An old-time, professional photographer once told me that we don’t get paid to take pictures. We get paid to see things that “normal” people do not.
I once led a photo workshop to the Green Mountains of Vermont. Our group was there to photograph fall color and we had a cornucopia of opportunity everywhere we looked.
During the pandemic lockdown, I am photographing my guitar collection. I started a guitar podcast and blog and I also decided to write a book about how to photograph guitars. Because of those things, I have been testing various products that might make photographing guitars (and other subjects a little bit easier.) Whether it’s guitars, or other products that you want to document with your camera, you’re going to constantly be dealing with how to light things and how to deal with reflections and/or specular highlights. If you are a portrait photographer and need to be able to photograph people in a controlled environment, and you have very little space to work with, then a photo booth also comes to mind.
I know what you are thinking. How can I work on my photography without a camera? Well eventually you will indeed need one. But these are all things you can do with just your mind. Give it a try.
(I should note that these habits have worked for me and countless people whom I have taught over the years. If you open your mind, I am sure at least some of them will work for you too.)
About 10 days ago, Olympus announced the fact that it is in talks to sell the camera division to JIP. This prompted some nonsense about that being the end of Olympus. Nothing could be further from the truth. As I said on the day of that announcement, it’s gonna be business as usual.
Thanks for joining me on the flagship podcast of the PictureMethods blog where we deliver free insights and inspiration for photographers. The show drops on the first Friday of each month.
Topaz Labs released a free update to Gigapixel AI. This update includes a model improvement for better results, a new single-image preview view, new zoom options, and the new “man-made” mode to better enhance the details in cityscapes, typography, and other images with clear outlines and sharp edges.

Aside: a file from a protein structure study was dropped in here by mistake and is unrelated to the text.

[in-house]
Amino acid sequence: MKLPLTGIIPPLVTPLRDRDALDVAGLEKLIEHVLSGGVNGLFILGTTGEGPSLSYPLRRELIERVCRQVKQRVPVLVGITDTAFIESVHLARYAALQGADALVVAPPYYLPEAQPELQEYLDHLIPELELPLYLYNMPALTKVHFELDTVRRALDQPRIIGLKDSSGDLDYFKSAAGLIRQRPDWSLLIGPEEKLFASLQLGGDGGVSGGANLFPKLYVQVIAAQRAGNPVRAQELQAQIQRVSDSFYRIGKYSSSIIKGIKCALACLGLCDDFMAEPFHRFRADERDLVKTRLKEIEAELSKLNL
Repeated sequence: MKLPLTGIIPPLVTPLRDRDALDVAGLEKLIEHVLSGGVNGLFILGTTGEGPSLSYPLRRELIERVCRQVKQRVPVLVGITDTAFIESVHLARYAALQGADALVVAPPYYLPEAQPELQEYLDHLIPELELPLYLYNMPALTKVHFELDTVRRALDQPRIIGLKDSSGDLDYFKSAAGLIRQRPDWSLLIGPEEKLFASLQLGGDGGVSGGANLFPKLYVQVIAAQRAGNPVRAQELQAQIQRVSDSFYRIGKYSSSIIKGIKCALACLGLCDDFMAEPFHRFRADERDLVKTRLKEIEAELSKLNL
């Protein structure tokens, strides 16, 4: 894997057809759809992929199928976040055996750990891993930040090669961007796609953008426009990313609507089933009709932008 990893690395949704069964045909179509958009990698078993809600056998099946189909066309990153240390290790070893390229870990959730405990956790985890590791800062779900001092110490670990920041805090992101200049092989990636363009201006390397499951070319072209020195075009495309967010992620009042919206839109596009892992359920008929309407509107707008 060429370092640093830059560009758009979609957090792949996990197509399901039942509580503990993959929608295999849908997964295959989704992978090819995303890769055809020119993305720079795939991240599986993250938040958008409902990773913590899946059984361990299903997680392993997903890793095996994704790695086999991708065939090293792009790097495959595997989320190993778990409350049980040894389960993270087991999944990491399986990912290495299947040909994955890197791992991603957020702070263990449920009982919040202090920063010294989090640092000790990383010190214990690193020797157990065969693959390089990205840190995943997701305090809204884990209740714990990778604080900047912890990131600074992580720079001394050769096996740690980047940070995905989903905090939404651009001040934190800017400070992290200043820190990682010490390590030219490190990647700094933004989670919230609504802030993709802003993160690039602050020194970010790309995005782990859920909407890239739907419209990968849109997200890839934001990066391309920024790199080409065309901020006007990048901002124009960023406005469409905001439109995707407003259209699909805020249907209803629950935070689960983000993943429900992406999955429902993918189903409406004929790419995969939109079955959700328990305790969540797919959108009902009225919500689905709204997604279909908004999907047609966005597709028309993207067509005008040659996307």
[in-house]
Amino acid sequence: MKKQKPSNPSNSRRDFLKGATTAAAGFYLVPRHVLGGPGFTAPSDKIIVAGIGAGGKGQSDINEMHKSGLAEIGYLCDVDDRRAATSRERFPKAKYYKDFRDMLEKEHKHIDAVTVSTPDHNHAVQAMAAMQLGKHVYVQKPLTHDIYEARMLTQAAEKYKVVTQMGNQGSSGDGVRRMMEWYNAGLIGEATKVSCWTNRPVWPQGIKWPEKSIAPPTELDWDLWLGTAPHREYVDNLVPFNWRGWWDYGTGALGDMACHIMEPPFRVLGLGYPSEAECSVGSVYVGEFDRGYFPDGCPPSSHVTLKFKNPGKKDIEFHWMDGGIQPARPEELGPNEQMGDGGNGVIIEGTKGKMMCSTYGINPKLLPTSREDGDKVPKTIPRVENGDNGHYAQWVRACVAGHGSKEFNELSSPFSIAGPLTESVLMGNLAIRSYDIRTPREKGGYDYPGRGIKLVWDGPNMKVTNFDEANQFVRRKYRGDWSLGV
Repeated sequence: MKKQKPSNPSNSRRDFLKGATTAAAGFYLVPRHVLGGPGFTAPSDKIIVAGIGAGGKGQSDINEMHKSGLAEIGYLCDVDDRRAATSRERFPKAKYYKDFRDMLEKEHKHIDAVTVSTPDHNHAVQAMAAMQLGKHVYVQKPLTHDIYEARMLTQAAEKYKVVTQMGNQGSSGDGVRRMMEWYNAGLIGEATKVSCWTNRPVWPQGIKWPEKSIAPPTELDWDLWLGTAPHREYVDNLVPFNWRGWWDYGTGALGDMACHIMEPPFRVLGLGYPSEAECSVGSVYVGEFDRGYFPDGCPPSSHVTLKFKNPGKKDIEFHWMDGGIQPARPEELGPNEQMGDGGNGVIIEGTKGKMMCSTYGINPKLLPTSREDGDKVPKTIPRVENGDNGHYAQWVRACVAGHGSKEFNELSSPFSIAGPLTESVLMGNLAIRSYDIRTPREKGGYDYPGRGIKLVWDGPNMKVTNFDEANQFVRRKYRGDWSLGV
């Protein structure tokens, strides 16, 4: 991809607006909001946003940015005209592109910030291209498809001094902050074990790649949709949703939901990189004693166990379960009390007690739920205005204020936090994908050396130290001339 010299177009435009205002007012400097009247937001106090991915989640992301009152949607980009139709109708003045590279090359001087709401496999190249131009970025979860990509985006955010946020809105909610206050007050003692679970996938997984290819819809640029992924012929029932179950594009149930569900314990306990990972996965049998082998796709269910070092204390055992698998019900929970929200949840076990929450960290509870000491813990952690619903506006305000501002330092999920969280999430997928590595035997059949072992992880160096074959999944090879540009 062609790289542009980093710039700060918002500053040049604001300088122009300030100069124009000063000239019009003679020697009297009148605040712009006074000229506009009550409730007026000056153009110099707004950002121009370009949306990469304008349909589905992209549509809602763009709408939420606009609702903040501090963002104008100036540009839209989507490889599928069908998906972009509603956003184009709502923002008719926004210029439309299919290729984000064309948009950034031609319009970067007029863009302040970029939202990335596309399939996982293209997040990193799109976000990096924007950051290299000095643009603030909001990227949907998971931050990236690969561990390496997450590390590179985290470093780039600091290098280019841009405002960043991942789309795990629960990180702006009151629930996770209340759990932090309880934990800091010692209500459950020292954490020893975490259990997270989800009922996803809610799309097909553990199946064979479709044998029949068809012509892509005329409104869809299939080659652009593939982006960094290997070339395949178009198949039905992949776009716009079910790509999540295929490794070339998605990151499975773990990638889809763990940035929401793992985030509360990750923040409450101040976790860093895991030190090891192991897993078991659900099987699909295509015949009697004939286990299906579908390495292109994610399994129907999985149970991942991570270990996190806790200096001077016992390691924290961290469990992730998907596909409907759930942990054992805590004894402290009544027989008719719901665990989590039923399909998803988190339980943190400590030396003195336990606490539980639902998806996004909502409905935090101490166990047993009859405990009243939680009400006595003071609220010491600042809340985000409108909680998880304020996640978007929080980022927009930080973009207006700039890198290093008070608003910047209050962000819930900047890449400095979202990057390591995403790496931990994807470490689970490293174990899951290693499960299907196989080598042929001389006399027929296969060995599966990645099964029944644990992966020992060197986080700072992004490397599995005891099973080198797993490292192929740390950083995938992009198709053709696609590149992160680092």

Many photographers have interacted with Olympus over the years. After all, the company recently celebrated its 100th birthday. That long, rich, history has led people like me to really embrace the brand. For me, it started with the OM-1 in the early 1970s.
In the early 1970s, I was in college and bought my first real camera. (I had been gifted a few cameras before that, but the Olympus was the first one I bought with my own money.)
If you look up the word Sepia, and do a little research, you may be surprised that the word is originally Greek for the common cuttlefish.
But that is indeed relevant to photography because sepia tone is NOT black and white images that were made 120 years ago and have faded, it started as a process. You are probably more familiar with gray scale (black and white) but there is also brown scale (sepia.)
My pal Rick Sammon has a Facebook group where he offers education and inspiration on a regular basis. He asked me to contribute an image and some tips to his group. In case you’re not following that group, I wanted to provide the tips here on my blog as well. I hope you enjoy them.